Title:  Data-driven Modeling of COVID-19 from Within-Host Infection to Between-Host Transmission

The COVID-19 pandemic still poses a continuous threat due to the emergence of multiple strains. Insights into the virus infection dynamics within a host and virus transmission dynamics between hosts are crucial for effective control strategies. In the first part of this talk, I will present mathematical models describing how viruses spread within a single host. In particular, we implement viral load data from ferrets (animal model) to estimate key parameters related to SARS-CoV-2 infection. In the second part, I will discuss between-hosts models for the transmission dynamics of COVID-19 in a community. We apply our models to the unique data-sets from Nepal, which shares an open-border with India, one of the most COVID-19 impacted countries in the world. I will demonstrate how our data-driven models can provide vital information for developing control strategies for both within-host and between-host scales.    

Mason Porter
University of California, Los Angeles

Title:  Topological Data Analysis of Spatial Complex Systems

From the venation patterns of leaves to spider webs, roads in
cities, social networks, and the spread of COVID-19 infections and
vaccinations, the structure of many systems is influenced significantly
by space. In this talk, I'll discuss the application of topological data
analysis (specifically, persistent homology) to spatial systems. I'll
discuss a few examples, such as voting in presidential elections, city
street networks, spatiotemporal dynamics of COVID-19 infections and
vaccinations, and webs that were spun by spiders under the influence of
various drugs.

Mark Lewis
University of Alberta

Title:  Mathematical models for the neutral genetics of changing populations

In this talk I will discuss the genetic structure of populations subject to climate change and undergoing range expansion. The models and analyses are based on reaction diffusion and integrodifference equations for the asymptotic neutral genetic structure of populations. We decompose solutions into neutral genetic components called neutral fractions. The "inside dynamics" then describe the spatiotemporal evolution of these fractions and can be used to predict changes in genetic diversity. Extensions are made to include stage-structure in the population dynamics and mutations in the genetic fractions. Results are compared with small-scale experimental systems that have been developed to test the mathematical theory. This work is joint with Nathan Marculis, Roger Lui and Jimmy Garnier.

Patrick De Leenheer
Oregon State University

Title:  The mathematics behind the basic reproduction number R0

Abstract:  We review some mathematical results that are part of the folklore of the basic reproduction number, a concept that is prevalent in epidemiology and population biology. The basic reproduction number is commonly used in applications because it is often easier to calculate than the spectral radius of the non-negative matrix to which it is associated. Moreover, its value helps to establish the stability or instability of the linear recursion defined by the matrix, because, as the saying goes, "The spectral radius of a non-negative matrix, and its associated basic reproduction number, lie on the same side of 1". Consequently, controlling an infectious disease amounts to making the basic reproduction number less than 1. Perhaps not as well-known is that these results had already been obtained by Vandergraft in 1968 and are applicable to the more general class of linear maps that preserve a cone in R^n and not just to linear maps described by a non-negative matrix. Vandergraft's work was carried out decades before the notion of the basic reproduction number became popular in mathematical biology, yet interestingly, Vandergraft attributes the ideas to even earlier work in numerical analysis by Varga in 1963. We strengthen one of Vandergraft's results, albeit very slightly, using an idea of Li and Schneider that was proposed for linear maps which preserve the non-negative orthant cone. Looming in the background, and grounding all the proofs of these results, is the celebrated Perron-Frobenius Theorem for linear maps that preserve a cone, which is presented in a concise, yet comprehensive way in a relatively recent book by Lemmens and Nussbaum.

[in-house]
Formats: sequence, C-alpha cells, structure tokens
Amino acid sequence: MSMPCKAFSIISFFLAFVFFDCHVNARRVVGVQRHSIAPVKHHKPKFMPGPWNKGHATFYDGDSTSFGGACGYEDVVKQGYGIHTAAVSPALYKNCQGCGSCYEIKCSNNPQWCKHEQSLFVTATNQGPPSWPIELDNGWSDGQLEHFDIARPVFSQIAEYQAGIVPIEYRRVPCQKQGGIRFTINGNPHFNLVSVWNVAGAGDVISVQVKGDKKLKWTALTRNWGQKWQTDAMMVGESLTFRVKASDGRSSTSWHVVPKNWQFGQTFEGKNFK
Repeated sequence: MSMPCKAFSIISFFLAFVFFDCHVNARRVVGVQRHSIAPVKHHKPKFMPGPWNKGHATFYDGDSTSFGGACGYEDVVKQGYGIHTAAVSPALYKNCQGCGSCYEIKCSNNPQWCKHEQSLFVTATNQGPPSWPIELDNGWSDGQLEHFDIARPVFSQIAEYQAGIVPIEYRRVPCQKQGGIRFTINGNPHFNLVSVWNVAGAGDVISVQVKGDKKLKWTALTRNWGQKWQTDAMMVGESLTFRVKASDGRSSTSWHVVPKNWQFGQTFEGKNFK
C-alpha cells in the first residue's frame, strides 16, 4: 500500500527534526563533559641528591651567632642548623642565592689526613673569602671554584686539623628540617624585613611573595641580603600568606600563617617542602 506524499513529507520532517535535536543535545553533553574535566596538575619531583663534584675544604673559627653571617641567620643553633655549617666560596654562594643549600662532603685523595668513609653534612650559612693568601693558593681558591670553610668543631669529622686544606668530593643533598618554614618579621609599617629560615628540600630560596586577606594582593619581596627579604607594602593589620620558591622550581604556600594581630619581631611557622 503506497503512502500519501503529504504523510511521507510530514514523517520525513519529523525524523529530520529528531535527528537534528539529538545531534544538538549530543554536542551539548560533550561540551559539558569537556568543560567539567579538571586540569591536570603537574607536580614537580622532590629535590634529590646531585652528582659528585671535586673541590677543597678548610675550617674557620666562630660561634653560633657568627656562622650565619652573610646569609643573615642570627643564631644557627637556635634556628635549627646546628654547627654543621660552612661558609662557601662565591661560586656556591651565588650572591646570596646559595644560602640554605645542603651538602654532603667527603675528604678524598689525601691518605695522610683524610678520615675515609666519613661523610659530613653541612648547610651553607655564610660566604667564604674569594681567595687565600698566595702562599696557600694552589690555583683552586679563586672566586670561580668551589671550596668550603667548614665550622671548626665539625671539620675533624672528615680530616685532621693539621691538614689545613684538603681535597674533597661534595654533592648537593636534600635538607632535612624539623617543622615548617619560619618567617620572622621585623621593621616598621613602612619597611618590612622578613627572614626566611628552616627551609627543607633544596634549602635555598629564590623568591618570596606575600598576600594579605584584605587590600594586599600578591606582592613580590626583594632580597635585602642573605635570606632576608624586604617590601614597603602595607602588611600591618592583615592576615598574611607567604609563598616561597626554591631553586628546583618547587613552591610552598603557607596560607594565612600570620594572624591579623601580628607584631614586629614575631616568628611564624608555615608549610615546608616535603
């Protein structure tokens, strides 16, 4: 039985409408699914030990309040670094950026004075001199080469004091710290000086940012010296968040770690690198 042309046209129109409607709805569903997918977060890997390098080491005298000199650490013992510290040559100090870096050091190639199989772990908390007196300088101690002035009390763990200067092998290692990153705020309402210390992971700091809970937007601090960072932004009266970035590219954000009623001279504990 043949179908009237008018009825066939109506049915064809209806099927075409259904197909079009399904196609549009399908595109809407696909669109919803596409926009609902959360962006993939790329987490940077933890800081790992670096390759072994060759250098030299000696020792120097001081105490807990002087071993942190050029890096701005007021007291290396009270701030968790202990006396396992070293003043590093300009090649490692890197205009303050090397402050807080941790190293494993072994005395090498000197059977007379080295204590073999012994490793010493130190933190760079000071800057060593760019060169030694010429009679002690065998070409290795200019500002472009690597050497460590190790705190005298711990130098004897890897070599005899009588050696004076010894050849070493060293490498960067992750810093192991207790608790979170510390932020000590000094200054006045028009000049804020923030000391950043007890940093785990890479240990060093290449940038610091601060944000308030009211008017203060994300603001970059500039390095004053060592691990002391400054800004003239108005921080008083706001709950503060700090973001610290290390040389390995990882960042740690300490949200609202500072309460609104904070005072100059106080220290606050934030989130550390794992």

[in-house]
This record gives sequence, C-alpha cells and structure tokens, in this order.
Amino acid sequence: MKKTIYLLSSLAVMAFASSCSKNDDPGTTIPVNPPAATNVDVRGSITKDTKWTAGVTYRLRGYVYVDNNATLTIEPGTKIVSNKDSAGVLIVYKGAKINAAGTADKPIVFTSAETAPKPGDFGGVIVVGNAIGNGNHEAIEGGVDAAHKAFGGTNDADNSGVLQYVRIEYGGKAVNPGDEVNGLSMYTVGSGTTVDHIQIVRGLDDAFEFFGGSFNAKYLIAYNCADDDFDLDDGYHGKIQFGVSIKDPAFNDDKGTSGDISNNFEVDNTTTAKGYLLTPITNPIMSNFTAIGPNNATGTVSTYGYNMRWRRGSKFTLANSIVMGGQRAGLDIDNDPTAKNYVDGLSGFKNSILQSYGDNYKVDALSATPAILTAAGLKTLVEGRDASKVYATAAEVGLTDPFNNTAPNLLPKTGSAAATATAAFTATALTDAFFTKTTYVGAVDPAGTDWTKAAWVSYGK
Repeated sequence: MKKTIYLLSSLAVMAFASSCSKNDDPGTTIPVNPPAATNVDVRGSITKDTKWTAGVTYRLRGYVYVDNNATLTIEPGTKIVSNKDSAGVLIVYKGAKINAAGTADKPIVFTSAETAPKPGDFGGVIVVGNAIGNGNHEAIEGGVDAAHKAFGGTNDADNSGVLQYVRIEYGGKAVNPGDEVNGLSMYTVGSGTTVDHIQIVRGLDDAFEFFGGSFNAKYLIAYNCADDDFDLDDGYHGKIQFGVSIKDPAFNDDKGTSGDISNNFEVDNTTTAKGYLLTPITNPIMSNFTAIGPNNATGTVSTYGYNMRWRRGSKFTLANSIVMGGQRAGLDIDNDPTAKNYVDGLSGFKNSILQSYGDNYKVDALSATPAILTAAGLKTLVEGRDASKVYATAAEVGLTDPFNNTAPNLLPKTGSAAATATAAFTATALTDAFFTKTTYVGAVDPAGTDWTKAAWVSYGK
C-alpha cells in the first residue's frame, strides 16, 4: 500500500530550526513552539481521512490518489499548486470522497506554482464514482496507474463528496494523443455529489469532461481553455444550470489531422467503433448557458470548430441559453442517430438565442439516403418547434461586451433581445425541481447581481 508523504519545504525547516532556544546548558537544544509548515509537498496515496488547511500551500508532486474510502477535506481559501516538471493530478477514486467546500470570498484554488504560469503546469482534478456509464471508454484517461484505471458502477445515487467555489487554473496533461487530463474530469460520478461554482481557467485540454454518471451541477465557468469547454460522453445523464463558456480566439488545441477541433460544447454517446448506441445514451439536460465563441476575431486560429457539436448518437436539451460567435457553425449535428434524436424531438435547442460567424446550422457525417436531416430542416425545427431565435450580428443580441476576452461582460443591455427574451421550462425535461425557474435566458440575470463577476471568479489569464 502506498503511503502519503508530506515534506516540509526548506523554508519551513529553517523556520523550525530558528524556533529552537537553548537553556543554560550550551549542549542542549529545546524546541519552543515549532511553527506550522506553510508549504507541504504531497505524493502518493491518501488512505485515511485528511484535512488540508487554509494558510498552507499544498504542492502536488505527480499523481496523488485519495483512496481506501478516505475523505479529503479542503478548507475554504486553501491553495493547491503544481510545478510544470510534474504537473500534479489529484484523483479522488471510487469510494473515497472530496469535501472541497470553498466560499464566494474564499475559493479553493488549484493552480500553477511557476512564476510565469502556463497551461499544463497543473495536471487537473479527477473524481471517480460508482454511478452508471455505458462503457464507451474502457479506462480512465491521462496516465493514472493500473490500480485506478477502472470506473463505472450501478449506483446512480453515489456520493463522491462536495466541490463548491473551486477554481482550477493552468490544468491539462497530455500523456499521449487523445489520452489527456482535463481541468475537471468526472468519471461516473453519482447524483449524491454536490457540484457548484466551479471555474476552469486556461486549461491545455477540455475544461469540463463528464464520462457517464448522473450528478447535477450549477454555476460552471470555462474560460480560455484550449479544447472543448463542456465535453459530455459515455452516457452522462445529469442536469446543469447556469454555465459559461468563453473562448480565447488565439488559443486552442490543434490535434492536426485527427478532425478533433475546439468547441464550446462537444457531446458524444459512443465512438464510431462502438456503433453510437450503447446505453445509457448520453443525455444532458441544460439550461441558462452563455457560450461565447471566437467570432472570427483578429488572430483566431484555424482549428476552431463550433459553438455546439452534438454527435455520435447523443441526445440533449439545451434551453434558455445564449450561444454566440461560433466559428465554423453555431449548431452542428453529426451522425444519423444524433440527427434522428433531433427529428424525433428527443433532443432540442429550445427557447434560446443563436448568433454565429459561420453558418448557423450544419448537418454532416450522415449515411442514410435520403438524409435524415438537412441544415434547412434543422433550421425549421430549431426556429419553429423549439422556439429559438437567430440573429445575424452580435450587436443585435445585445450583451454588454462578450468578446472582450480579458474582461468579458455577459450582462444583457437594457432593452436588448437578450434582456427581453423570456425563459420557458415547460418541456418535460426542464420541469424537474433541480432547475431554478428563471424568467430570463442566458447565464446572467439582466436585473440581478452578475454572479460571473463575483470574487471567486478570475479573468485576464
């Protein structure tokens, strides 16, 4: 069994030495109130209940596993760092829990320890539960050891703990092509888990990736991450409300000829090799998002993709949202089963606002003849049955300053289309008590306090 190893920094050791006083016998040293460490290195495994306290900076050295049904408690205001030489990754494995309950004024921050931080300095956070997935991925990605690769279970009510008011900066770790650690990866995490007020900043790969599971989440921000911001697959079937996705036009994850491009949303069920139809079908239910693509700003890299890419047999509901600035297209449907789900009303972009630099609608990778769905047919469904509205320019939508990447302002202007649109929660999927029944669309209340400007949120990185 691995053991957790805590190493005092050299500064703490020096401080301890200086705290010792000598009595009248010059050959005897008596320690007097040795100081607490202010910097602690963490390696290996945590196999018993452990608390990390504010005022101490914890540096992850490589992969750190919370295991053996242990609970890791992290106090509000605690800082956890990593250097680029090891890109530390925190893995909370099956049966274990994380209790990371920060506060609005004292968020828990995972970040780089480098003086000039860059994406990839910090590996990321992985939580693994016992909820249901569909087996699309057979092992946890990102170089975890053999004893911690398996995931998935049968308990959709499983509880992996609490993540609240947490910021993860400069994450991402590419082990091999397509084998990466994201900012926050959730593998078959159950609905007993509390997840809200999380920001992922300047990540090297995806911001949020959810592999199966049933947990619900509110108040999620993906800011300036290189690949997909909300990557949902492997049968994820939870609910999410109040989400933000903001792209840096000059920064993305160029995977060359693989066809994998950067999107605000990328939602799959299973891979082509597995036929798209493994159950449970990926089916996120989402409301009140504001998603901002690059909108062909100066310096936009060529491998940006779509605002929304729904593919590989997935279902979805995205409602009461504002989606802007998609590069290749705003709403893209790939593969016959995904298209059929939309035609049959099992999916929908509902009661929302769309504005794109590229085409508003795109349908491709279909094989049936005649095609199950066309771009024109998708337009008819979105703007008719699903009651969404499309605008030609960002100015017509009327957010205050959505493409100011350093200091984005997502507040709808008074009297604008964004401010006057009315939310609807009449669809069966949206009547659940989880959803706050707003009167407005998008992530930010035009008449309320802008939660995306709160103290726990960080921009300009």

Priscilla (Cindy) Greenwood
University of British Columbia

Title:  Building stochastic dynamical neural circuits for cortical control

We have data and successful models for several types of single
neurons. There are detailed diagrams showing the connectivity patterns of
parts of the brain. What we would like to understand, though is how the
brain "works", how we think, how we are aware of ourselves, how we
associate and remember. Even the comparatively simple matter of how our
attention is directed to a particular input is a topic of speculation.

In this talk I will explain a stochastic dynamic model of communication in
the brain through coherence. A message moves from one piece of cortex to a
nearby piece of cortex with help from a part of the thalamus called the
pulvinar. The cortices operate primarily using gamma (say 40 Hz)
oscillations, whereas the pulvinar operates using primarily alpha (say
10Hz) oscillations. The pulvinar controls cortical communication through
its input to the cortices. We show, mathematically, that this control may
happen through an optimal phase-offset between the two cortices in each of
the two oscillation frequencies, alpha and gamma. Using alpha input, the
pulvinar may control the direction of attention by choosing the cortical
connections to be made coherent. This is joint work with Lawrence Ward, UBC